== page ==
I walk up the stairs, into the bedroom and see a super happy little family on the bed. The baby is here already. It turns out to be a girl, she’s called Jools and she was born at 3.08am. I am only just too late. The midwife tells me there was no way I could have caught up. She had arrived herself without her case because she thought she’d go back again, but that turned out differently with the 9cms dilation J The whole birth has taken three and half hours from beginning to end. No-one can really believe it.

Fine, I’ve missed the beginning, but that doesn’t mean that I can’t take some great photos. The placenta is also not delivered yet, so I get on with things. It’s no hardship because she’s a beautiful little girl :-). Kim looks great too and Jamie is really proud and also a bit flustered.  He’s ringing all the family. Apart from his mother, who lives in England everyone lives in the area so they’ll be here soon. Jamie tells us about the birth, how it all went so fast and that he just kept timing with his contraction app, that he’d filmed everything (luckily) and that he’d taken hold of Jools himself and didn’t know that it was so slippery! 🙂

In the meantime, the placenta doesn’t show any signs of wanting to come out and because little Jools is routing all over the place, the midwife tries to put her to the breast, hoping to stimulate the placenta in that way too.  Meanwhile the family starts to trickle in slowly; Jamie’s father and his wife and Kim’s parents! It’s lovely to see the proud grandparents. Once they’ve had a good marvel at Jools, they have to leave the room for a bit because the midwife wants to have another look at the placenta. Jools is nearly an hour old and the placenta really has to be delivered by now, otherwise they’ll have to go to the hospital after all. That would be a shame! Kim’s brother has just arrived but unfortunately he’ll have to wait to admire little Jools, because the placenta comes first.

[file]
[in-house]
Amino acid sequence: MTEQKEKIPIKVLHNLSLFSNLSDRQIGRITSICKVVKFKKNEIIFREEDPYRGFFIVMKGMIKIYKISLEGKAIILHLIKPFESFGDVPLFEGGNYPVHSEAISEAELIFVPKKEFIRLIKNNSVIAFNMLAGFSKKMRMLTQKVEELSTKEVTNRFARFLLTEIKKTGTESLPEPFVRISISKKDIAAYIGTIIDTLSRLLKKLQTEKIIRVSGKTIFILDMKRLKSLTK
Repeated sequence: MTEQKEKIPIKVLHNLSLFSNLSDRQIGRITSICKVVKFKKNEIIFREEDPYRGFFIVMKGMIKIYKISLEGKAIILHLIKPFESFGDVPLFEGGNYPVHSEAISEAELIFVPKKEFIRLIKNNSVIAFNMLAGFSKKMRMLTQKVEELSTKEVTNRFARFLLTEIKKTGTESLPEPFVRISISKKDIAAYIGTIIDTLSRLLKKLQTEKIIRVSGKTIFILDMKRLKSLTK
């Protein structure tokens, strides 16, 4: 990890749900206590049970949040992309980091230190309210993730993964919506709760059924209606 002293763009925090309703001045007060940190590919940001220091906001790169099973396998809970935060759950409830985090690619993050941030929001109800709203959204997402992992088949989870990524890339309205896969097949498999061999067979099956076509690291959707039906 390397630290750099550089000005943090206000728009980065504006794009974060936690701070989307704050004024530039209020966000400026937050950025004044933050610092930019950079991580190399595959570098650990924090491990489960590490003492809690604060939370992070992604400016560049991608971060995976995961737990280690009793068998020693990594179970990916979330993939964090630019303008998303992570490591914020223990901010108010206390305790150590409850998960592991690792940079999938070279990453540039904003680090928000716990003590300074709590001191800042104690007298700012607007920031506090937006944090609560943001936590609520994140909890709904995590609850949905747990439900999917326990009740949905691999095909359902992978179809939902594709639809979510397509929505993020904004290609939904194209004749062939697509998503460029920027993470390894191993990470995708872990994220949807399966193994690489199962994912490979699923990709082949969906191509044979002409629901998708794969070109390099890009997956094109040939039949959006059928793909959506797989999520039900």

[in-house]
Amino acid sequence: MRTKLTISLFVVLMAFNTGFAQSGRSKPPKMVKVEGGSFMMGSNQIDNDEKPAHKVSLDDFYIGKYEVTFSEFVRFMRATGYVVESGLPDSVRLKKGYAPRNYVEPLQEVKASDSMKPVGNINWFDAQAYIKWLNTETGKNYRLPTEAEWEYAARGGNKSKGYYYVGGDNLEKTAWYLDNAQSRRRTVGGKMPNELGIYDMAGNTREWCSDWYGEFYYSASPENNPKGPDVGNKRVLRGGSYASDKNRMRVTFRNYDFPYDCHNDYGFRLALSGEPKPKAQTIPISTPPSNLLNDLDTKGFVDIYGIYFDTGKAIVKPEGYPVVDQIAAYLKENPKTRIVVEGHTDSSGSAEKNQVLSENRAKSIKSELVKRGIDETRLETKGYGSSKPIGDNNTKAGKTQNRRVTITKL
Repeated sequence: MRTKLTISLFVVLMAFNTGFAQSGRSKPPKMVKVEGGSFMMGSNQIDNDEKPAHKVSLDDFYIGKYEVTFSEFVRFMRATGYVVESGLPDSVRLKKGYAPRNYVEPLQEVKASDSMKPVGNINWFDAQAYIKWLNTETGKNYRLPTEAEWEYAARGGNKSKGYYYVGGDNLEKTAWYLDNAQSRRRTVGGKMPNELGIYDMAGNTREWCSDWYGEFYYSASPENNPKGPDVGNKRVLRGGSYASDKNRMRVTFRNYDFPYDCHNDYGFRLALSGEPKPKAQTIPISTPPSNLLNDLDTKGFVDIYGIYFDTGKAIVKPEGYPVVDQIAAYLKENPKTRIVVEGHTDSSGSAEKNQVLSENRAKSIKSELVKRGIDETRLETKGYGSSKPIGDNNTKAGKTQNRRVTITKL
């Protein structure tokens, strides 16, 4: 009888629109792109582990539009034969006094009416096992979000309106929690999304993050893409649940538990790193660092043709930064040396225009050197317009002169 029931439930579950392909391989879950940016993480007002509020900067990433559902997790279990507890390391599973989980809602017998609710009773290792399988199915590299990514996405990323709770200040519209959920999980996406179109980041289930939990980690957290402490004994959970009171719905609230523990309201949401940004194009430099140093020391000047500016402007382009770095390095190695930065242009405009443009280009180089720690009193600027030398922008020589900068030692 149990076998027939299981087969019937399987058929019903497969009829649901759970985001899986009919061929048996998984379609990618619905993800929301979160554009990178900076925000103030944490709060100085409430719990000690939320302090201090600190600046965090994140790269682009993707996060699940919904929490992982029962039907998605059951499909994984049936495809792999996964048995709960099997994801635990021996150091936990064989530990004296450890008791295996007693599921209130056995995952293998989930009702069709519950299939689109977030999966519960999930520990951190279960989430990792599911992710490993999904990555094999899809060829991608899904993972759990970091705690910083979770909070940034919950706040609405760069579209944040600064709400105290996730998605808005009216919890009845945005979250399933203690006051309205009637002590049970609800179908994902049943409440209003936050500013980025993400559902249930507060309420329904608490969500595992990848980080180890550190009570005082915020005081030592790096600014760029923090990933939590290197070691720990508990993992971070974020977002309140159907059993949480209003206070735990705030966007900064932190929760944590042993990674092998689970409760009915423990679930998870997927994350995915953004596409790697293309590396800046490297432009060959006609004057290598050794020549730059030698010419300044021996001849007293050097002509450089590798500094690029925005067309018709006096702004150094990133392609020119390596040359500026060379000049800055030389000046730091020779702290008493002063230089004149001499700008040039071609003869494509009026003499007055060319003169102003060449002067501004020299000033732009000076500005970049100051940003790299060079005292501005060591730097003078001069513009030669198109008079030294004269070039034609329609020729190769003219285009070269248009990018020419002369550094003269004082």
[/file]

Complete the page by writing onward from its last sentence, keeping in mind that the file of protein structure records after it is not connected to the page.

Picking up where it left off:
There’s a lot of pushing on Kim’s tummy and hard yanks on the umbilical cord (which isn’t much fun), but the placenta doesn’t budge, it stays put L So there’s no alternative: Kim, Jamie and Jools have to go to the hospital after all. Because Kim is doing well, only an ambulance is called without re-enforcements, because Kim’s going to walk downstairs herself. Little Jools is checked, weighed, dressed and has her temperature taken while this is going on. After that she can lie with Daddy. She has to be kept warm because with a temperature of just 35.1 she was really too cold. At that moment two paramedics arrive. Kim lets us know that she’s getting more contractions, so the midwife tries, given that they’re here anyway with the ambulance, to try to get the placenta free. To no avail, nothing but a lot of blood comes out.

Everyone gets themselves ready to go to the hospital. I go downstairs, so that I won’t be in the way and to check that I’ve got all my stuff. I fill the family in straight away, as they were waiting rather nervously downstairs. It was the plan to all drink champagne and eat crisp breads with sugared aniseed (a Dutch tradition) which Kim’s brother has brought with him. But, for the time being, they don’t go ahead.

Waiting downstairs takes a long time, so I begin to wonder what’s going on upstairs. Eventually one of the paramedics comes downstairs and says that Kim has passed out three times and that they are going to put her on a drip. I go with him upstairs. Jamie is sitting with Jools next to Kim on the bed and Kim is certainly pale but happy enough. It turns out that with trying to stand up she fainted three times and that this was made extra tense by the fact that she had chewing gum in her mouth. They got that out straight away and now she’s on a drip to see how it goes. Because it no longer looks like she’ll be able to get down the stairs herself, and because the staircase is very narrow, the fire brigade is called. Kim makes jokes about it herself, that they’ll make it exciting. Well, you could say that! Jamie is advised to put Jools down in her cot, but as a result her just paces back and forth between Jools and Kim. So, I ask if there is anyone downstairs who wants to stay with Jools. Grandma is the first to come upstairs, but eventually just about everyone comes up. They want to know what’s happening.